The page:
And in an unprecedented move last month, Lam’s administration outlawed the separatist Hong Kong National Party on grounds of protecting national security, by invoking the Societies Ordinance.
Observers say these actions show an administration that is taking seriously President Xi Jinping’s warning to Hongkongers last year not to cross the “red line” of threatening China’s sovereignty.
In February, Li Fei, now chairman of the Law and Constitution Committee in Beijing, placed the final nail in the coffin by ruling that calls for self-determination were no different from advocating for independence.
“All the new powers that emerged in the wake of the 2014 Occupy protests are now barred from elections, and whether we can still exist outside the establishment remains a question,” Joshua Wong said, referring to his party, which he feared could be the next on the chopping block.
Occupy movement leader Dr Chan Kin-man, a sociologist from Chinese University, said: “The authorities are trying to set themselves against a generation of people. The disqualification is not just about Lau alone, but also the civil rights of everyone.”
But he said it was still too early to say how the crackdown in the wake of the Occupy protests had affected the city’s fight for democracy.
“Some might leave out of frustration, but the oppression they experience today might also fully unfold one day,” he said.
Former chief secretary Anson Chan Fang On-sang, now convenor of the think tank Hong Kong 2020, said Lau’s disqualification over views she expressed two years ago was not only arbitrary but also lacking in transparency as due process had not been followed.
“Lau’s disqualification will only add to young people’s increasing disillusionment with and distrust of Beijing and the Hong Kong government,” she said. “This is no way to engage our younger generation or to foster love of the motherland.”
Joshua Wong, meanwhile, pledged to push on with his activism and said he believed international lobbying might work to defend the city’s freedoms.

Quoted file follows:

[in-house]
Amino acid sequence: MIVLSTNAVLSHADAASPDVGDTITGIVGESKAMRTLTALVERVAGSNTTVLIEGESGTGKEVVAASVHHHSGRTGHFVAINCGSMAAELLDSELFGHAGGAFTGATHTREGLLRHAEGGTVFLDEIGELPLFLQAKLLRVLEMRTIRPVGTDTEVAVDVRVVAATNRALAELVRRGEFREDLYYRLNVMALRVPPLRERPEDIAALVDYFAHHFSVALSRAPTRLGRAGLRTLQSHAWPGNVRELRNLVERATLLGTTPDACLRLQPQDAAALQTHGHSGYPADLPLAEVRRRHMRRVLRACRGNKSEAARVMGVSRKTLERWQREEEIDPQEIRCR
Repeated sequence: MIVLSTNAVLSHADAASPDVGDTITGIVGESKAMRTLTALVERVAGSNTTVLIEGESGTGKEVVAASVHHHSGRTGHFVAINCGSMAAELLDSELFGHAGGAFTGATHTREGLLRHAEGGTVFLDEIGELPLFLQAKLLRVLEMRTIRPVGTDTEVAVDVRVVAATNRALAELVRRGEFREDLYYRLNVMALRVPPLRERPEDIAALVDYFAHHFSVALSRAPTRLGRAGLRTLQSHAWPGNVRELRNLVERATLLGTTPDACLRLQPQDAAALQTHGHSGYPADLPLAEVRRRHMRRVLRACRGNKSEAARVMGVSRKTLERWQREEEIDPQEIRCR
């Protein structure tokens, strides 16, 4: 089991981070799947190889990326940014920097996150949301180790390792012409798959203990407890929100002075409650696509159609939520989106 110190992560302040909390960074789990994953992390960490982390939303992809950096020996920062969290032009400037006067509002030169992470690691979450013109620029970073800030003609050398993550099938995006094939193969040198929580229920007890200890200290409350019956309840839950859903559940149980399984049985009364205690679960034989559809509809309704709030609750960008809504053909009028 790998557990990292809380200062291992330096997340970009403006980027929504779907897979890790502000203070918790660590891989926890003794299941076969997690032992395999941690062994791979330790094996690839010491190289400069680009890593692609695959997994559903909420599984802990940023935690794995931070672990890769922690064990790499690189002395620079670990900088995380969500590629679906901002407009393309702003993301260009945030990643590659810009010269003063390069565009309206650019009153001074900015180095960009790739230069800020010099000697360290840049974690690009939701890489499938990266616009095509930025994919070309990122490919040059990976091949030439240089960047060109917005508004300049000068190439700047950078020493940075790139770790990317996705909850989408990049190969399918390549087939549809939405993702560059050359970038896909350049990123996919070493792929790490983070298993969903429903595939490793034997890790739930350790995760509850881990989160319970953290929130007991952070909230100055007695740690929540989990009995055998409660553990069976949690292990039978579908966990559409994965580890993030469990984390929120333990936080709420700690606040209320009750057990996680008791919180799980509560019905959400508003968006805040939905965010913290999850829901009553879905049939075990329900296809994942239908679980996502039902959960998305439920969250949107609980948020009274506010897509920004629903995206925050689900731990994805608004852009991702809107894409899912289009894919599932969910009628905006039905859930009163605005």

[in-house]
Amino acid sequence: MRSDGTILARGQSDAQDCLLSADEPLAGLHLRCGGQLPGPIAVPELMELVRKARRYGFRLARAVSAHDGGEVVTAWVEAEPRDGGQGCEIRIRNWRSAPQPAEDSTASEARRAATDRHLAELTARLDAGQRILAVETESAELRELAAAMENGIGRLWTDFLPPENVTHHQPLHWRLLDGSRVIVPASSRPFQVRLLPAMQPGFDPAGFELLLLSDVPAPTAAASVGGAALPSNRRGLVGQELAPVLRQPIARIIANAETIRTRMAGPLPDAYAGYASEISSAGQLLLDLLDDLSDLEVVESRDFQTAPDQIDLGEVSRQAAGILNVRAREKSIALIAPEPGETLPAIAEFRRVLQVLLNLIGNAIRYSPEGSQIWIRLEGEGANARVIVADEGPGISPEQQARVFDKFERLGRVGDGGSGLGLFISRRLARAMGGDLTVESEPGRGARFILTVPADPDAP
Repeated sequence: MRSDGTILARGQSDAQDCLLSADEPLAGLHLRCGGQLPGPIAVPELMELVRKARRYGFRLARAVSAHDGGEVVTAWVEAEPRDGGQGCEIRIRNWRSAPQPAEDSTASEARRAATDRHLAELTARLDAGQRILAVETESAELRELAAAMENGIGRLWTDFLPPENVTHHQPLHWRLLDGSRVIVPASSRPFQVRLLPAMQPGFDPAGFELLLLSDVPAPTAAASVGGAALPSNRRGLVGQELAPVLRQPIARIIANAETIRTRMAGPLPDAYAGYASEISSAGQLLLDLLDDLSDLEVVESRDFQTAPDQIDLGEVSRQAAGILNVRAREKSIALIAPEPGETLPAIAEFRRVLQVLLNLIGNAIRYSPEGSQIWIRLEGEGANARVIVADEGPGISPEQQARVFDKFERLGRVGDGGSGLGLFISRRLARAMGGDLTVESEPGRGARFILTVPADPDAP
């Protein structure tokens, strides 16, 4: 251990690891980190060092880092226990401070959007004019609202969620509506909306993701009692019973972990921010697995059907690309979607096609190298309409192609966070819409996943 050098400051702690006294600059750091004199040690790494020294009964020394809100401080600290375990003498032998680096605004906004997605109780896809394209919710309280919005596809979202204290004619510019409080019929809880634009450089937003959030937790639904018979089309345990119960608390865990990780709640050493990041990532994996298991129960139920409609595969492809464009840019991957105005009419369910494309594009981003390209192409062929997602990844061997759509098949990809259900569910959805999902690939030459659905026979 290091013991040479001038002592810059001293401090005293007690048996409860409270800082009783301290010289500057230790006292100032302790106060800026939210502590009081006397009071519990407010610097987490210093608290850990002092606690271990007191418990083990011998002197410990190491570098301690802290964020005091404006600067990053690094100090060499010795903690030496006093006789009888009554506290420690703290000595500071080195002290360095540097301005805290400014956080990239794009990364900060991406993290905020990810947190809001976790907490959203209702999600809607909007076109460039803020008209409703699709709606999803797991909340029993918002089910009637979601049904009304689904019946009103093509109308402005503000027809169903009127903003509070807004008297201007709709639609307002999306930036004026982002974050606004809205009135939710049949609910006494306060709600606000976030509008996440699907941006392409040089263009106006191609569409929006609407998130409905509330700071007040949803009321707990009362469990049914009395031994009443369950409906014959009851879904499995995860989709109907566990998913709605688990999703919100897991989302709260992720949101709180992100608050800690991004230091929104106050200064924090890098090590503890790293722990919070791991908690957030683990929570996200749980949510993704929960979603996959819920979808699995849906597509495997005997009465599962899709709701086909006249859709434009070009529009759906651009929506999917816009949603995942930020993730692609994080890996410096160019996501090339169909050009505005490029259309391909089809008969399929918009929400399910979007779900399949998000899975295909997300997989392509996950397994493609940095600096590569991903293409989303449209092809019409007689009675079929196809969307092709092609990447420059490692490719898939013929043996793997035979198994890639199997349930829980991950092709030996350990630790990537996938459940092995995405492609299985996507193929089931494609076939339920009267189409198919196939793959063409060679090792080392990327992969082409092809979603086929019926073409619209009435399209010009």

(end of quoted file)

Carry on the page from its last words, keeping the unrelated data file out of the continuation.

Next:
“The fight in Hong Kong has been difficult – but definitely not as tough as in many countries in Southeast Asia,” he said.
Under the United States-Hong Kong Policy Act of 1992, Washington supports democratisation and human rights for Hong Kong and has a special policy towards the city – different from its policy towards China – as long as it is “sufficiently autonomous”.
Some activists, including Andy Chan Ho-tin from the outlawed Hong Kong National Party, have urged US President Donald Trump’s administration to scrap Hong Kong’s special status given the escalating concerns over the city’s autonomy.
Several US politicians have echoed the call. A group of US senators – including Marco Rubio, of the Congressional-Executive Commission on China – have also resurfaced the shelved Hong Kong Human Rights and Democracy Act, which would set out heavy punishment for local government officials or those in mainland China who suppress basic freedoms in the city.
Wong said: “Against the backdrop of the US-China trade war, it is interesting to note whether the US would revisit Hong Kong’s special status if the city’s government continues to do whatever it wants to erode freedoms and rights.”
For now, it is Hong Kong’s young activists who have to revisit their own status – to be within or outside the system.
Additional reporting by Alvin Lum